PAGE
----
Sac-Sierra Trout Unlimited
Dustin Rocksvold

Dustin Rocksvold

TU-California folks,

As you know, TU’s cold water conservation efforts are epitomized by our work at the “micro” level to protect and restore habitat and trout and salmon populations. This work often is achieved through projects developed or facilitated by our chapters. TU also works at the “macro” level, primarily through our Science and Water program staff, to drive changes in policy and resource management practices that benefit fish – especially our native salmon and steelhead

On this front, I have some good news to share. Recent developments in the policy realm offer reason for optimism in the arduous effort to bring back our salmon and steelhead in the face of drought, a warming climate, and an over-committed system of water allocation.

First, TU and Wild Steelheaders United joined forces to encourage the California Fish and Game Commission to designate much of the south fork of the fabled Smith River as a State Wild and Heritage Trout Water. Thanks to our efforts, 220 anglers submitted comments in support of this action, which the Commission adopted on October 20. The new designation means a higher level of protection and monitoring for this stream, which provides vital habitat and summer angling in the Smith River system. As any seasoned angler knows, the Smith River is perhaps the best steelhead water in California and is renowned for its angling opportunities for wild steelhead, salmon, and coastal cutthroat trout.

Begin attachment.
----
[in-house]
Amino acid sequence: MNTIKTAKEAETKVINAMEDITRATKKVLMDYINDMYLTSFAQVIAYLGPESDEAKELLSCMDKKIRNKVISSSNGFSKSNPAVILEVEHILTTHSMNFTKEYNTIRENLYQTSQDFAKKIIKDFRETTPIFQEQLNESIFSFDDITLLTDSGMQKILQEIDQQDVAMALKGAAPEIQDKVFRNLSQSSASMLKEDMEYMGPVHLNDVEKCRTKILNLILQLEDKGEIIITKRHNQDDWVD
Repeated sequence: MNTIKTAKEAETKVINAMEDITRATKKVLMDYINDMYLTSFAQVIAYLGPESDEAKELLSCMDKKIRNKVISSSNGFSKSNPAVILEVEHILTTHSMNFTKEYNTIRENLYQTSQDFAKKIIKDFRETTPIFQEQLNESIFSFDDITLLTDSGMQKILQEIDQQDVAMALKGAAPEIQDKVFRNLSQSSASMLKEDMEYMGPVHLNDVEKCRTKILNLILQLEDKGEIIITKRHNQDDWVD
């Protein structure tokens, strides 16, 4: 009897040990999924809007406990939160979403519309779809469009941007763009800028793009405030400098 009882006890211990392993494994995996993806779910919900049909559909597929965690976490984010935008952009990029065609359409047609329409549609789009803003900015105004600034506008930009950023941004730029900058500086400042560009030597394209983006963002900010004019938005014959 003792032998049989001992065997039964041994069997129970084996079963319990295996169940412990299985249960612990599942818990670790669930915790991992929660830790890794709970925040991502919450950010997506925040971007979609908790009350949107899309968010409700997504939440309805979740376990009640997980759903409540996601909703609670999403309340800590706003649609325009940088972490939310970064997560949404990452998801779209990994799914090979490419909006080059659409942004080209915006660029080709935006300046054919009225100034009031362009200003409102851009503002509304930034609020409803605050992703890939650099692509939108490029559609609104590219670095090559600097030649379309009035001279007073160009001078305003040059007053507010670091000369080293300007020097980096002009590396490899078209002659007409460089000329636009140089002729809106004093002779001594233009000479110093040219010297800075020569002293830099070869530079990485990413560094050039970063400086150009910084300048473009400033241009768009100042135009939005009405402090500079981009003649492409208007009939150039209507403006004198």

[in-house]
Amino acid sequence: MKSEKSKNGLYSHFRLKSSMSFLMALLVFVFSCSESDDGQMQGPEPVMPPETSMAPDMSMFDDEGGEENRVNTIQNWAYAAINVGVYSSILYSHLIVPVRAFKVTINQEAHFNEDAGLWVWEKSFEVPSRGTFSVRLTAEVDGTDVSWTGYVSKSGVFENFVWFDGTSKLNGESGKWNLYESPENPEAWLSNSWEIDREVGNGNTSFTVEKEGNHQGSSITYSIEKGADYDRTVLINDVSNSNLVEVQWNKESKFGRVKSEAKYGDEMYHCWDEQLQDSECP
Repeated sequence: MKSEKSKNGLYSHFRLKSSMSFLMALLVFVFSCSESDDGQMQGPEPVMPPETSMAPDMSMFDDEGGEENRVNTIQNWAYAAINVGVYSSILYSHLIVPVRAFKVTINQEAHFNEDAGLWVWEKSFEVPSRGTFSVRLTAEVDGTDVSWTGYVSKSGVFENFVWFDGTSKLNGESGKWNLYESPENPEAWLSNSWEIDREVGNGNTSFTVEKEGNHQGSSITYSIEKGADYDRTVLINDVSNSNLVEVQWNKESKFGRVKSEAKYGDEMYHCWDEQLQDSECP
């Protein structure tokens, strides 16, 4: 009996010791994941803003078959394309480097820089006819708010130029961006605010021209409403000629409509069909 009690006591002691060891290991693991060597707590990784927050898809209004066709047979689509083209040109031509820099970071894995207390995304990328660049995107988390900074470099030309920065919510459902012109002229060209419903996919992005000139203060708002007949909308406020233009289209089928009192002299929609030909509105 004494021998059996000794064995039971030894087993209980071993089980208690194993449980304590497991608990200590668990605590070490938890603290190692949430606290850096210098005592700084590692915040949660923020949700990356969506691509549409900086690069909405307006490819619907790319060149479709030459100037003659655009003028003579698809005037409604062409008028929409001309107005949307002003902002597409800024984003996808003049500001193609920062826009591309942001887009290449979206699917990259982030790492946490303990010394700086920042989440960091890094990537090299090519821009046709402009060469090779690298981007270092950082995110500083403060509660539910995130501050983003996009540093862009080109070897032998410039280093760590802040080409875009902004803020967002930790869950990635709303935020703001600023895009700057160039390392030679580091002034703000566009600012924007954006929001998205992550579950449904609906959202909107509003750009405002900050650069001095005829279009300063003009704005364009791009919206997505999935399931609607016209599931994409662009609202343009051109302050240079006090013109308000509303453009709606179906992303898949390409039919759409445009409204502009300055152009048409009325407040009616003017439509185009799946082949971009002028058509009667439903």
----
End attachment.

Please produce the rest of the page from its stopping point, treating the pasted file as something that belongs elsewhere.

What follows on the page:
Secondly, the State Water Resources Control Board has, over the past month, taken two actions which could profoundly affect the severely diminished salmon and steelhead runs in the Sacramento and San Joaquin Rivers. In short, the water board has released science-based proposals to update the water quality and flow standards for these rivers – these proposals recommend that substantially more “unimpaired flow” be left in these rivers at key times to improve fish passage, spawning and rearing. TU helped to shape these recommendations and is now working to ensure that the target boost in streamflows contemplated is fully implemented when the new regulations are adopted. We will be sure to alert you as opportunities arise in this process to advocate for these long-overdue improvements in managing our limited water supplies for both fish and people.

In the meantime, you can read this new blog post, which discusses this issue in more detail and includes links to TU’s previous comments on the water board’s proposal for the San Joaquin River as well as poetic remarks from Rene Henery, our California Science Director, in a recent article from the Associated Press. Here’s the link:

Thanks for all you are doing, at every level, to help restore and sustain California’s cold water fisheries.


Tight lines, Sam


As many of you know, TU has been working for years to improve flows and habitat conditions in Central Valley rivers for salmon and steelhead, through processes such as the Bay-Delta Plan. Now, for the first time in 20 years, the State Water Resources Control Board has proposed to raise flow standards in the lower San Joaquin River watershed to help fish and water quality in the Delta.

CA Water Policy Director Chandra Ferrari has played a major role in advocating for improved flow standards in state and federal planning and dam relicensing processes, and the water board’s proposal reflects TU’s science-based position that providing more cold water at key times is the single most important thing we can do to recover our dwindling Central Valley salmon and steelhead runs.

In a just-posted blog, Chandra says the water board’s proposed target flow standards for the Merced, Tuolumne, and Stanislaus Rivers are encouraging, but should be higher if we are serious about recovering cold water fish populations. Anglers are strongly encouraged to comment on the water board's proposal – please read and share this post with your chapter members and fishing partners, and on social media! (Deadline for written comments is noon on January 17, 2017).